Feeds:
Posts
Comments

Posts Tagged ‘writing’

And do you know that you’re actually going to make more of a difference by focusing on politics than on the culture you’re passionate about? You don’t know what you might help make happen. Our world is full of the result of unintended as well as intended consequences. 

        —Yo-Yo Ma, “Yo-Yo Ma and the Meaning of Life” in The New York Times Magazine, Nov. 20, 2020

When Rilke travelled through Russia

and studied Saint Francis

and fell in love with the married Salomé

and wrote poems for The Book of Hours,

he could not have known

that over a century later

a woman on another continent

would find herself wrestled by darkness

and find in his poems encouragement

to lean even deeper into darkness

until she could fall in love

with what she feared most.

He could not have known she would

tattoo his words into her memory

and scribe them into her blood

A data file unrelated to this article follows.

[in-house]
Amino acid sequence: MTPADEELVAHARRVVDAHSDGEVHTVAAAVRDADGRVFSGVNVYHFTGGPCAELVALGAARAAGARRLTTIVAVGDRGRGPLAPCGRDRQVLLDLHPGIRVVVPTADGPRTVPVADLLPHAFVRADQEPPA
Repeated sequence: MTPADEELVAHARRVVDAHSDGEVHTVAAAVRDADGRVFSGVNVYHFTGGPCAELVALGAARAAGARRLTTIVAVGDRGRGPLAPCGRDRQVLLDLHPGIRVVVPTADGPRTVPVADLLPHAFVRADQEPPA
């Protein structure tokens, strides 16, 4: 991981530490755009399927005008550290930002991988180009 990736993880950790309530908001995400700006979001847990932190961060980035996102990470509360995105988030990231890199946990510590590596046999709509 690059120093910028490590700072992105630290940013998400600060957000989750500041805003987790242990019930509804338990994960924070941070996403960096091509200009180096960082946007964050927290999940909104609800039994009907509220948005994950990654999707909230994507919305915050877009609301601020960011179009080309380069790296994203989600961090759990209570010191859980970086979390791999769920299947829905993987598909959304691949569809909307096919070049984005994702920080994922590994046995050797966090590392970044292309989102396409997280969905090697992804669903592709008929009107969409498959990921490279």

so whenever she walked or lay in the dark

she would have his words ever with her,

and they made her not only more brave

but more wildly alive than she’d been before.

And what if, as his parents had pushed,

Rilke had joined the military

and turned his back on poetry?

And what if he had not gotten himself expelled

from trade school so he could go on

to study literature and art?

What would have become of the woman

a hundred years later

had she not found his poem

and learned from him to love the dark?

Here’s a version of that poem that saved me, “You Darkness, That I Come From,” read by Meryl Streep.

Read Full Post »

Like Monopoly. Because you always ended up landing on Boardwalk

where the red hotel meant you owed two thousand dollars

and all you had were mortgaged railroads. Or like checkers,

because really, what was fun about moving small plastic disks

diagonally and hearing the other kid say, “King me.” And soccer?

Only because your mother made you because she wanted

to be coach. You did want to play school, but no one else did,

so you were the principal, the teacher, the student,

giving yourself homework, grading it yourself. Writing in red

in your best cursive at the top of the page, “See me.”

You didn’t want to play basketball, because no one else

ever chose you for their team. Even though you were tall.

And you were chosen last for volleyball, too. And t-ball.

And Red Rover. And dodge ball. Is it any wonder your favorite

way to play was to visit the junkyard and find treasure?

Or to walk along the lake to look for flowers and worms?

Is it any wonder you learned to love playing alone

in quiet rooms with an empty page and a pen?